Asbestos is the name of a group of minerals naturally occurring in the environment as bundles of fibers that can be separated into thin, durable cords. These fibers are resistant to heat, fire, and chemicals and do not conduct electricity. Because of these qualities, asbestos fibers have been used in a large range of manufactured goods, such as roofing shingles, ceiling and floor tiles, paper, cement products, and textiles.
People can be exposed to asbestos in their workplace, communities, or homes, if products containing asbestos become unhinged; causing tiny asbestos fibers to be released into the air. Exposure to airborne asbestos may result in potential health risk if the air a person is breathing contains asbestos fibers.
Exposure to asbestos increases the risk of developing lung cancer, asbestosis, and mesothelioma, and that risk made worse from smoking. Prolonged exposure can increase the amount of fibers that remain in the lung. Symptoms may take several years to develop following exposure. If you are concerned about possible exposure, consult a physician who specializes in lung diseases (pulmonologist).
A material is considered an asbestos material if at least one sample from the homogeneous area is confirmed to contain greater than one percent asbestos (>1.0%) under laboratory analysis. In addition, OSHA’s construction standard considers all thermal systems insulation and surfacing materials in a facility constructed prior to 1985 to be presumed asbestos containing material and all flooring to be presumed asbestos containing material unless it is demonstrated through laboratory analysis to contain 1.0% asbestos or less. The National Emissions Standard for Hazardous Air Pollutants further classifies ACM as regulated (RACM), category I non-friable ACM or category II non-friable ACM.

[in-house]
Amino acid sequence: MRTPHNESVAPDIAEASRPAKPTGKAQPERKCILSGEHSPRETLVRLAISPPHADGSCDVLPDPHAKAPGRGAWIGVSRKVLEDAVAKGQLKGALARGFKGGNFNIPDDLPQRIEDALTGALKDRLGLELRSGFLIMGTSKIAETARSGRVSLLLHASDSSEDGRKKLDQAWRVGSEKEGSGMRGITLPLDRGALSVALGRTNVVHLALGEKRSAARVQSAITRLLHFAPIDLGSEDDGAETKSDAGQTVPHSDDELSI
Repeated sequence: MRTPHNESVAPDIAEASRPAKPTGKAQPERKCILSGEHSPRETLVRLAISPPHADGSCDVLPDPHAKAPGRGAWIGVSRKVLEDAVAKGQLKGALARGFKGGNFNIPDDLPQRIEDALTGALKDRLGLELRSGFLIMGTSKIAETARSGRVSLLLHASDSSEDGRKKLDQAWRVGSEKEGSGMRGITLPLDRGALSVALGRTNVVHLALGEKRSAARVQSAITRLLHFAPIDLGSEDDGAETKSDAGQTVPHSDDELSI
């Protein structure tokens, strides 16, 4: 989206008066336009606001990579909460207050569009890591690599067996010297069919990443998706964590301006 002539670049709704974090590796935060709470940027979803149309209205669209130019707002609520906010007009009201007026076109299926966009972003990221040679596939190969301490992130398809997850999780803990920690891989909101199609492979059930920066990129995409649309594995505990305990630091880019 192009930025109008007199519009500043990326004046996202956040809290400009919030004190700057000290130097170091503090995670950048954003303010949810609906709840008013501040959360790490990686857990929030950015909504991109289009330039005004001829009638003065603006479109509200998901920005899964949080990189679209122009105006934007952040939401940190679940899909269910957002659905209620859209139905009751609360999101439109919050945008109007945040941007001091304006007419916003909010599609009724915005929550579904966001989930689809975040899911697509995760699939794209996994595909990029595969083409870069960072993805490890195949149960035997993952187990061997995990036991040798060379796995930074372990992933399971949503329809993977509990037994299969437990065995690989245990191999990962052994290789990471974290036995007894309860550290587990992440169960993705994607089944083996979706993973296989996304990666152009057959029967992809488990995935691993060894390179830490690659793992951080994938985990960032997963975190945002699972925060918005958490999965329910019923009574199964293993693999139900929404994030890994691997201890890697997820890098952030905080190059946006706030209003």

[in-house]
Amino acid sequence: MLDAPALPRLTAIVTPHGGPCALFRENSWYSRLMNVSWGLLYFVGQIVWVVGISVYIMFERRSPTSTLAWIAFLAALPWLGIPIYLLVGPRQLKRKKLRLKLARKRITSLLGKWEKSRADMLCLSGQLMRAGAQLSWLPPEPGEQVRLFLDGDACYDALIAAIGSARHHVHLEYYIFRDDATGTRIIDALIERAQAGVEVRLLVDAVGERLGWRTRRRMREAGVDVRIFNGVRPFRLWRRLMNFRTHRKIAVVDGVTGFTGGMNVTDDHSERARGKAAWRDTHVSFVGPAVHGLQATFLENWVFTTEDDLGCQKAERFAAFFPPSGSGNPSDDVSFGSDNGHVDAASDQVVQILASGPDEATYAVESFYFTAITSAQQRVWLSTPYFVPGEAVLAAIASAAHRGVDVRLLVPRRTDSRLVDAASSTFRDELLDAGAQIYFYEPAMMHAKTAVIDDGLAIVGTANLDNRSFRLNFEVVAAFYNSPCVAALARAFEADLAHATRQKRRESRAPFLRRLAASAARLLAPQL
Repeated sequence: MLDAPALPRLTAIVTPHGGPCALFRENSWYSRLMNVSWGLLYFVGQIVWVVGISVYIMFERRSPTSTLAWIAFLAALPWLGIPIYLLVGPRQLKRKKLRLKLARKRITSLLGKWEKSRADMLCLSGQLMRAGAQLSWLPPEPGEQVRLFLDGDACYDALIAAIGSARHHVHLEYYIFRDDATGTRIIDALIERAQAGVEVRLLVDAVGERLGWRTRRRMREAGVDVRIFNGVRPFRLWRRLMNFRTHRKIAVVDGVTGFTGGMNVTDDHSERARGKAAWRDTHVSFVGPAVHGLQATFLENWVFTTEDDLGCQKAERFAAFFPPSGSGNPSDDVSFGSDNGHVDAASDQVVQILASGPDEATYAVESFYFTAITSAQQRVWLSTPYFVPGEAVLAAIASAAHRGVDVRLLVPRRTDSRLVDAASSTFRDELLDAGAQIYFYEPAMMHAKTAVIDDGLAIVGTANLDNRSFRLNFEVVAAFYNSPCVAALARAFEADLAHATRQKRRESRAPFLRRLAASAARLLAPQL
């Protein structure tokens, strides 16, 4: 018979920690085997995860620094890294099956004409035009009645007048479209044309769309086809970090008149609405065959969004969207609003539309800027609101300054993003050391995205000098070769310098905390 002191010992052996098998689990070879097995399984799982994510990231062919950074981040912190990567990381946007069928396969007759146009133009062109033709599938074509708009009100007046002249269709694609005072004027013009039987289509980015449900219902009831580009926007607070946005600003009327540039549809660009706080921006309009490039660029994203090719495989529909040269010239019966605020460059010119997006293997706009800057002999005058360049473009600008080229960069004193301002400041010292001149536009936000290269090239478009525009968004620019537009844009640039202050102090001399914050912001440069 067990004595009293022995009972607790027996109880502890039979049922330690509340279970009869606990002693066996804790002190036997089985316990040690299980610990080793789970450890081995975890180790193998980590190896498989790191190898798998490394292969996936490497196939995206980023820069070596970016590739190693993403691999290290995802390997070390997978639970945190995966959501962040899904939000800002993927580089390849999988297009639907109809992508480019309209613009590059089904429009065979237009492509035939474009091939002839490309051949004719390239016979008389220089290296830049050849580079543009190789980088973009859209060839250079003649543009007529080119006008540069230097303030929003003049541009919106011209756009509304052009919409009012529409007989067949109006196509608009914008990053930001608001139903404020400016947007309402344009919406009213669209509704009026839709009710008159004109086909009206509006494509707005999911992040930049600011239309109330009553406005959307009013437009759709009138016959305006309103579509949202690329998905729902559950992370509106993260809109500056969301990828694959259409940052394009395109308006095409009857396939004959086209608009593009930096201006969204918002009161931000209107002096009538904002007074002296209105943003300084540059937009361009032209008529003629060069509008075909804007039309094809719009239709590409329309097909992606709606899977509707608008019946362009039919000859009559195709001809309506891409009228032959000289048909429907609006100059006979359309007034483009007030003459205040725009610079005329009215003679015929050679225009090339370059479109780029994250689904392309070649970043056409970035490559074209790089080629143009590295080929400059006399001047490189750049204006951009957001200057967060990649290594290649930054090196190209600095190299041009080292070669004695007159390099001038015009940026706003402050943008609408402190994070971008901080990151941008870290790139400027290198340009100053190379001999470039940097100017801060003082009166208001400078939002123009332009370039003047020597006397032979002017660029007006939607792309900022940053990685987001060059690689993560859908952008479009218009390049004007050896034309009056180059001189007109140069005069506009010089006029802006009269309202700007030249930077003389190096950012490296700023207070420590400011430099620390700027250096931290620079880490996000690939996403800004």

Asbestos is commonly found in structures including thermal system insulation, spray-on fireproofing, and acoustical ceiling tiles, vinyl floor tiles, adhesives, and roofing materials in structures constructed prior to 1985. If you are renovating or demolishing a building that was constructed prior to 1985, please contact us for a free quote for an asbestos survey. New York City Department of Buildings will also need it.